These are the passages that make me wonder if spanking my child truly is a microcosm for how God deals with me and my sin. As Piper mentioned, suffering is a part of the discipline of God, particularly in order to bring us back to Him. But there is much more to be addressed before we can come to that conclusion.
The Greek Paideuō
In the New Testament, to discipline is the Greek paideuō, which means, most simply, “to train children”, to instruct, to help learn, to correct, primarily by using words, or, as it is occasionally translated, with blows. Its noun form, paideia, means: “the whole training and education of children (which relates to the cultivation of mind and morals, and employs for this purpose now commands and admonitions, now reproof and punishment). It also includes the training and care of the body” and “whatever in adults also cultivates the soul, esp. by correcting mistakes and curbing passions.”
This is the term used in Ephesians 6: 4: “Fathers, do not provoke your children to anger, but bring them up in the paideia and instruction of the Lord.”
It is the same in the Hebrews 12 passage: “And have you forgotten the exhortation that addresses you as sons? ‘My son, do not regard lightly the paideia of the Lord, nor be weary when reproved by him. For the Lord paideuō the one he loves, and mastigoō every son whom he receives.”
The Greek Mastigoō
Troublesomely, mastigoō is translated as “scourge” the other six times it appears in the Bible. It is the same word twice used to warn the apostles that they may be beaten for following Christ, four times to describe Jesus’ scourging before his crucifixion.
This reference in Hebrews 12, according to Strong, is to be understood “metaphorically, of God as a father chastising and training men as children by afflictions.”
We know the Christian life is full of sorrow, for a life of sin causes suffering and death; on the other hand, a life of obedience to Christ requires consistent correction and denial of the flesh, which is painful in its own way. Jesus himself admonishes us to pluck out our eyes, cut off our hands if they cause us to sin (though I’ve yet to meet someone who has taken that text literally).
Perhaps the term mastigoō was used in Hebrews to remind us of the flogging Christ endured before the cross. Consider those verses with Jesus in mind: God clearly loved and received his Only Begotten. God himself did not flog Christ, but rather allowed him to endure suffering for the sake of a better outcome, one that Jesus willingly embraced.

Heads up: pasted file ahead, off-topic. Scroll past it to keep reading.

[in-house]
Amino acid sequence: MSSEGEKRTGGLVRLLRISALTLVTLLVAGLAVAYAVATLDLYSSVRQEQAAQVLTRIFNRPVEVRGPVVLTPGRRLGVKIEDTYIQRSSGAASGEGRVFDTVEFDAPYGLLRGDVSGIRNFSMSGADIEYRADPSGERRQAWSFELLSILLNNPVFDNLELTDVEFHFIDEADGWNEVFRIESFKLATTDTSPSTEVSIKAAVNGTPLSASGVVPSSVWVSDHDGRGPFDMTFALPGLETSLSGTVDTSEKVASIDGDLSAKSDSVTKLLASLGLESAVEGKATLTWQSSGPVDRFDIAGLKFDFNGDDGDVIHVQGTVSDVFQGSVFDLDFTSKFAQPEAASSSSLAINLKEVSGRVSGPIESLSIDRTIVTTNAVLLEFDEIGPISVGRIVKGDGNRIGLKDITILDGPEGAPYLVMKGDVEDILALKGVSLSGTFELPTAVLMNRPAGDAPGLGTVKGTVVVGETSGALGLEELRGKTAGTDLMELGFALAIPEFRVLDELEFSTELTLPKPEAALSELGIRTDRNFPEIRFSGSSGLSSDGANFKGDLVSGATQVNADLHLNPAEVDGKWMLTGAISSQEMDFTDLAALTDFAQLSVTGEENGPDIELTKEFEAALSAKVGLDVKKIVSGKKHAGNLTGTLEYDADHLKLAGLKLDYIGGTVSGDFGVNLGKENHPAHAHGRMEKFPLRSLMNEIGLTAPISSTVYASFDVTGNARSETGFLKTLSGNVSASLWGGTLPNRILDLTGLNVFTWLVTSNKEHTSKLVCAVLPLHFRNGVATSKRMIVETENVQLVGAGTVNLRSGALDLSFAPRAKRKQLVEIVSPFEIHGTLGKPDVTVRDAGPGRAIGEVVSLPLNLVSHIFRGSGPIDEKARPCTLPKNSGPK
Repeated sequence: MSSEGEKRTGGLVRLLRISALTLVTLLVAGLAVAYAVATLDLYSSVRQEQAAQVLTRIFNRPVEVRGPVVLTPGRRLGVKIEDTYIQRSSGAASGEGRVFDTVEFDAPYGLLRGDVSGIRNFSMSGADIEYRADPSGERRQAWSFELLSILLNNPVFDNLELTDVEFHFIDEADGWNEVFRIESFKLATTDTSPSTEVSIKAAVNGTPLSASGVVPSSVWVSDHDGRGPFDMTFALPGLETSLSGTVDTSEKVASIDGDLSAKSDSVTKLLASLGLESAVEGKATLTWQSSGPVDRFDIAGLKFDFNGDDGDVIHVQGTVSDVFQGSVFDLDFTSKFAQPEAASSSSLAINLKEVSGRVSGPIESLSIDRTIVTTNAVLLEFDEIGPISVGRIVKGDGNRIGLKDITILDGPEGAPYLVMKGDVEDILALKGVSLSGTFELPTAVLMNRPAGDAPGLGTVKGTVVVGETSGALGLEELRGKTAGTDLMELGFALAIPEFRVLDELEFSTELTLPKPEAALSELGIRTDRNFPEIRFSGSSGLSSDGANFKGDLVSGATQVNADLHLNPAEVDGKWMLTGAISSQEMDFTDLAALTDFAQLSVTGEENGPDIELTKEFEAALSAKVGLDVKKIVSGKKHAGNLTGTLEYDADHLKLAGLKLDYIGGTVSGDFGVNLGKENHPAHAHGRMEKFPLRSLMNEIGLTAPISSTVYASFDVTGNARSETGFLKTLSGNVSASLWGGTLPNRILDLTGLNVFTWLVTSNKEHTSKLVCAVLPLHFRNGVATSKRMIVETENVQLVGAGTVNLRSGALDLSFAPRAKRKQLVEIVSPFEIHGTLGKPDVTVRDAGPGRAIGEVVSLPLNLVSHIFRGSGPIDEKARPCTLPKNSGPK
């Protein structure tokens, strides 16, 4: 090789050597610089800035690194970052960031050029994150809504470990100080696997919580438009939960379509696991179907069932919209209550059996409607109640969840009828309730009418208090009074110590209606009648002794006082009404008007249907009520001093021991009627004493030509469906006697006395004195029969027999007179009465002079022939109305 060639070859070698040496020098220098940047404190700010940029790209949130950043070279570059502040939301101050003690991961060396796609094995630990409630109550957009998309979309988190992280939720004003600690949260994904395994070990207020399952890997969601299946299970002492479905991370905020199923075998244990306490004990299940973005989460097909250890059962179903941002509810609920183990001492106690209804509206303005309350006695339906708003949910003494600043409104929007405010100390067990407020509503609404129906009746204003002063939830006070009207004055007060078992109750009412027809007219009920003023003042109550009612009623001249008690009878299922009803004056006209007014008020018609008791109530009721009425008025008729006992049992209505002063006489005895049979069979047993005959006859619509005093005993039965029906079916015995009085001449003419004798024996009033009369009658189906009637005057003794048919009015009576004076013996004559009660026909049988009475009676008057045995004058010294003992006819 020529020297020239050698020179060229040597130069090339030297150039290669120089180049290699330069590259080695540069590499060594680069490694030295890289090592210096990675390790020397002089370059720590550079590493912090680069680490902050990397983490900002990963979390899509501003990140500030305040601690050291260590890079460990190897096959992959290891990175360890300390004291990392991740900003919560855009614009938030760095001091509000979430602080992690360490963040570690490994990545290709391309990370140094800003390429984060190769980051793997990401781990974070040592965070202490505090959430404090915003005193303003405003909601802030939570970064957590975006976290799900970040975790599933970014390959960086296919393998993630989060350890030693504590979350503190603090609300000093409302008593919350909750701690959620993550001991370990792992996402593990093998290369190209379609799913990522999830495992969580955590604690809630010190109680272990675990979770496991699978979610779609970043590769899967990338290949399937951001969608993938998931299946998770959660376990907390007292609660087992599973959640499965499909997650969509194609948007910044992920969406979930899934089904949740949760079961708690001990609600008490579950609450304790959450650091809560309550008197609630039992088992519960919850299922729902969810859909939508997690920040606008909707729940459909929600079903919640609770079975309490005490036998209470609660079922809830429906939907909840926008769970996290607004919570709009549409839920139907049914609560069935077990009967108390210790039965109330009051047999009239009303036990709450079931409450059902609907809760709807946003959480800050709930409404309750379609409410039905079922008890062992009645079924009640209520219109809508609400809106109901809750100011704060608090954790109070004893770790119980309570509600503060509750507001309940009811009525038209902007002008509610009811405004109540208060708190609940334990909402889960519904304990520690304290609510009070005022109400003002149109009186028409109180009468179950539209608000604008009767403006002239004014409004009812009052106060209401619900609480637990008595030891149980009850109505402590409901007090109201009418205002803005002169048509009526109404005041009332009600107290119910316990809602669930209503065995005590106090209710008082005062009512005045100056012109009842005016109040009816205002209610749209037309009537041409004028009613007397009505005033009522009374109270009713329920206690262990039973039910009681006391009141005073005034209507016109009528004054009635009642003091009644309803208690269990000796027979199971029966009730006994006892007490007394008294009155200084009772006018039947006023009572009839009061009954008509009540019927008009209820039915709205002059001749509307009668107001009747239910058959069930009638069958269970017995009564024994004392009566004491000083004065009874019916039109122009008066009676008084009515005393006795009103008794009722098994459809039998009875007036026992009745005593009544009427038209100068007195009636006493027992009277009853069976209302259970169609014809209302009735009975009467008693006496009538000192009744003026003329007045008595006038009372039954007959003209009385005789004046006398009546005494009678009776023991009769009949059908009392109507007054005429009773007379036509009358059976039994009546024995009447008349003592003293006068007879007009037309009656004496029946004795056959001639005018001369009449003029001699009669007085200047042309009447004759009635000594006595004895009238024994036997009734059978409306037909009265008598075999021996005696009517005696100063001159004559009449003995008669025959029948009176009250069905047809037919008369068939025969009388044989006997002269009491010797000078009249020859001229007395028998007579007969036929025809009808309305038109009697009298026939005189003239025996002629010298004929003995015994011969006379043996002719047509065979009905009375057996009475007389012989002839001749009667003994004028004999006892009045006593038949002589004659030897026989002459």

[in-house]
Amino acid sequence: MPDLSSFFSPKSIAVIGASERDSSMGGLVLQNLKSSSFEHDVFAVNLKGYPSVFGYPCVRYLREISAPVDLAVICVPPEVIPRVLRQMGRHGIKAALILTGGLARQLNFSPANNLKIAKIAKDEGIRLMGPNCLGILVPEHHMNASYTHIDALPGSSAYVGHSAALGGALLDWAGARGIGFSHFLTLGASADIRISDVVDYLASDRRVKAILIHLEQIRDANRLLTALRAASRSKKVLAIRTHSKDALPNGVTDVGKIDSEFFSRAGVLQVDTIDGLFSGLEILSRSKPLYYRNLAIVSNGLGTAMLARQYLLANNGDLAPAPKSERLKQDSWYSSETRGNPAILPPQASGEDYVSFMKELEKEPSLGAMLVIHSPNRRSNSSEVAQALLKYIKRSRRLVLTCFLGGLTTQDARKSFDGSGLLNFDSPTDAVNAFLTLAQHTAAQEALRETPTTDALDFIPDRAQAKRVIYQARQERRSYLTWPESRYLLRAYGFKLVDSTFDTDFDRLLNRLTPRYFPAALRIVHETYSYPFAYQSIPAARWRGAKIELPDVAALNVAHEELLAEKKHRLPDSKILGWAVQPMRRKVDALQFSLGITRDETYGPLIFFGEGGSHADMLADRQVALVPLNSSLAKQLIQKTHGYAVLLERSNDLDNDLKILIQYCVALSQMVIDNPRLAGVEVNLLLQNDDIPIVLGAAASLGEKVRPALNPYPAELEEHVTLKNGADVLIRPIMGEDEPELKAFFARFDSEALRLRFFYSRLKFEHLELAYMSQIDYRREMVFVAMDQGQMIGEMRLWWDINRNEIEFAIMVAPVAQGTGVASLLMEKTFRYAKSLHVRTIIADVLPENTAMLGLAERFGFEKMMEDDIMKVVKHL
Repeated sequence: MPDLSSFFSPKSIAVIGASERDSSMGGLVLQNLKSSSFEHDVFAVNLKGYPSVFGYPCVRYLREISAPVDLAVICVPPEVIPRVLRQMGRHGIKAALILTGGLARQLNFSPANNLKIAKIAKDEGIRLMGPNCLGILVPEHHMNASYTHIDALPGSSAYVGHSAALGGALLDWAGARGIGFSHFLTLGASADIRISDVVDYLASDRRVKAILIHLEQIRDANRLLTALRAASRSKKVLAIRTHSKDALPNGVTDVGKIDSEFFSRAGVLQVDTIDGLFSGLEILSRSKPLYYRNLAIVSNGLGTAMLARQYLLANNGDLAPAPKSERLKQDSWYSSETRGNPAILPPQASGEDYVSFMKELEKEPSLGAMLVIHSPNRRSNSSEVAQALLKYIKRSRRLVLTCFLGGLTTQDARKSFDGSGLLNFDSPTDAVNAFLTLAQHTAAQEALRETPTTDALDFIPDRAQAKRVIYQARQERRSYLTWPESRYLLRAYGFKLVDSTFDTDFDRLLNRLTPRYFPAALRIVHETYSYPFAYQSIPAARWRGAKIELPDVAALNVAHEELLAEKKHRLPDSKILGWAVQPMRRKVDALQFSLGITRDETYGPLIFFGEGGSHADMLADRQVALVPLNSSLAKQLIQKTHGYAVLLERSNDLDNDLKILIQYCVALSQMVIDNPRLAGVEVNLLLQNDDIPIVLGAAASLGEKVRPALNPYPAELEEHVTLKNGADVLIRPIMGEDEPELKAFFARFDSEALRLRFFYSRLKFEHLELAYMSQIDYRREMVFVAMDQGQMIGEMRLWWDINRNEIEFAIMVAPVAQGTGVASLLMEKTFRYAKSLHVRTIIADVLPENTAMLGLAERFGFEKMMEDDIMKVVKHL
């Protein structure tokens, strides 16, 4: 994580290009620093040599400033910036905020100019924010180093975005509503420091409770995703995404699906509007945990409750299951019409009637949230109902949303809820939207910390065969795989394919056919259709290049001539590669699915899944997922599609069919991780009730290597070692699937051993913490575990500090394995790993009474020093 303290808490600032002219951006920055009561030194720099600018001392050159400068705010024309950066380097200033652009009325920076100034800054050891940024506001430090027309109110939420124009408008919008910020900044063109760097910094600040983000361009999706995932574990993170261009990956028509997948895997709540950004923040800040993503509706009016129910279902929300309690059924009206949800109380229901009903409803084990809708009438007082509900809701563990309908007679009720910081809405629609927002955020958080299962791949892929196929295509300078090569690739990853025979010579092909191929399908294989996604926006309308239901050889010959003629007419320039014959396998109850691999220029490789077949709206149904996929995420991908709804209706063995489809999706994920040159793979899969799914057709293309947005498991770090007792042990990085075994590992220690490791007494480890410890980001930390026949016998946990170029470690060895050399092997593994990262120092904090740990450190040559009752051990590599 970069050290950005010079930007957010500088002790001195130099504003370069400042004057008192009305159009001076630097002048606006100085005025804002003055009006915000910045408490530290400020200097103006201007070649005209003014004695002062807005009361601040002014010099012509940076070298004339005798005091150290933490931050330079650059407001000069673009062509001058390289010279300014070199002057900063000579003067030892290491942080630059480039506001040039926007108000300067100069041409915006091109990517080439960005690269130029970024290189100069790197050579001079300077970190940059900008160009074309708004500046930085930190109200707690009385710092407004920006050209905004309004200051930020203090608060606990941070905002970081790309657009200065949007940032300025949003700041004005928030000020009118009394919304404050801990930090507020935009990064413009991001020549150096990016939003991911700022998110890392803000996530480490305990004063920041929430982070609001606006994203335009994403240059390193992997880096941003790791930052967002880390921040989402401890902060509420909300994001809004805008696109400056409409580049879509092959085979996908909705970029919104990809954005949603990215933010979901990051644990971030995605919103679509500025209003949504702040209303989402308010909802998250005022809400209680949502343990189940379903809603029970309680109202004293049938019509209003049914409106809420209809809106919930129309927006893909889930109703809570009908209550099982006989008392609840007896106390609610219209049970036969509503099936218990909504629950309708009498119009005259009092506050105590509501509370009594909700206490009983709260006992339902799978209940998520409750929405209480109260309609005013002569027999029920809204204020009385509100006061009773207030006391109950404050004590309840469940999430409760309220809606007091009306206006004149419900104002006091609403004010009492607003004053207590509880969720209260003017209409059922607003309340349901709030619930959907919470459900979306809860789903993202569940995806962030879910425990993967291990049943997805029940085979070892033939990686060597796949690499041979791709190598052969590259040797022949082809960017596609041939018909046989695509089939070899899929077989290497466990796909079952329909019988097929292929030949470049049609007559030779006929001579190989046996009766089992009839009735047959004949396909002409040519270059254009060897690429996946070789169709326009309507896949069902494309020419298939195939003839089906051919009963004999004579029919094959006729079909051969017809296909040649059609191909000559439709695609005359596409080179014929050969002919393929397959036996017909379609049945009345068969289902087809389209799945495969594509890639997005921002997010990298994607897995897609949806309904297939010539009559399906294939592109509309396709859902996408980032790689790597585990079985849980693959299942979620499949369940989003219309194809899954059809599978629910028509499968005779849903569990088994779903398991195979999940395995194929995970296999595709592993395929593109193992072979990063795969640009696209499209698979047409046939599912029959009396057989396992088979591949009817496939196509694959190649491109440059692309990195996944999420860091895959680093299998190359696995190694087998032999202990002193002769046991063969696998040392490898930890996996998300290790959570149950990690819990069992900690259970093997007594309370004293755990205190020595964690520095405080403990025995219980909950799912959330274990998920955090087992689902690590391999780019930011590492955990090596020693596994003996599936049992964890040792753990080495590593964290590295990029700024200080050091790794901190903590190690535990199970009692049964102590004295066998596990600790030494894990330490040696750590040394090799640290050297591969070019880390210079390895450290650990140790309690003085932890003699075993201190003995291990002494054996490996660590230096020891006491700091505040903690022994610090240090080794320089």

We, too, as Christians, know that a huge result of following Christ is suffering. We, like Jesus, must accept suffering as part of a life. There will be times when we feel as though we’ve been beaten, whether it be through loss of a loved one, loss of health, loss of safety, persecution, plight, addiction, betrayal, whatever. But because we know that we are beloved children of God, that he is a trustworthy and good Father, that he is merciful, that his lovingkindness endures forever, we persevere through those sufferings.
The Hebrews text is not about spanking. It’s much more complex, sorrowful, and beautiful than that.
Reckoning with Shebet in the Proverbs
Back to Solomon. God loved him and saw him as his son. We know that God’s warning came true: Solomon strayed and was disciplined for his wrong actions.
But did God physically beat Solomon? No. It seems as though the “beating” Solomon received for disobedience were natural consequences for his behavior, not some lightning bolt from heaven.
Solomon, as king and wisest man around, surely knew of Nathan’s words to his father in 2 Samuel, knew God’s word. He knew the warning that if he, even as a king, disobeyed, he would be disciplined by God’s shebet. Did this, perhaps, inform his choice of words in the Proverbs? We can’t know for sure.
I do think the more reasonable and natural understanding of passages such as Proverbs 13 and 23 is to see the term shebet as metaphorical, a use of hyperbole as many of the proverbs are (more on that below). I personally believe the term shebet was meant as a symbol of authority, not a literal method of physical pain.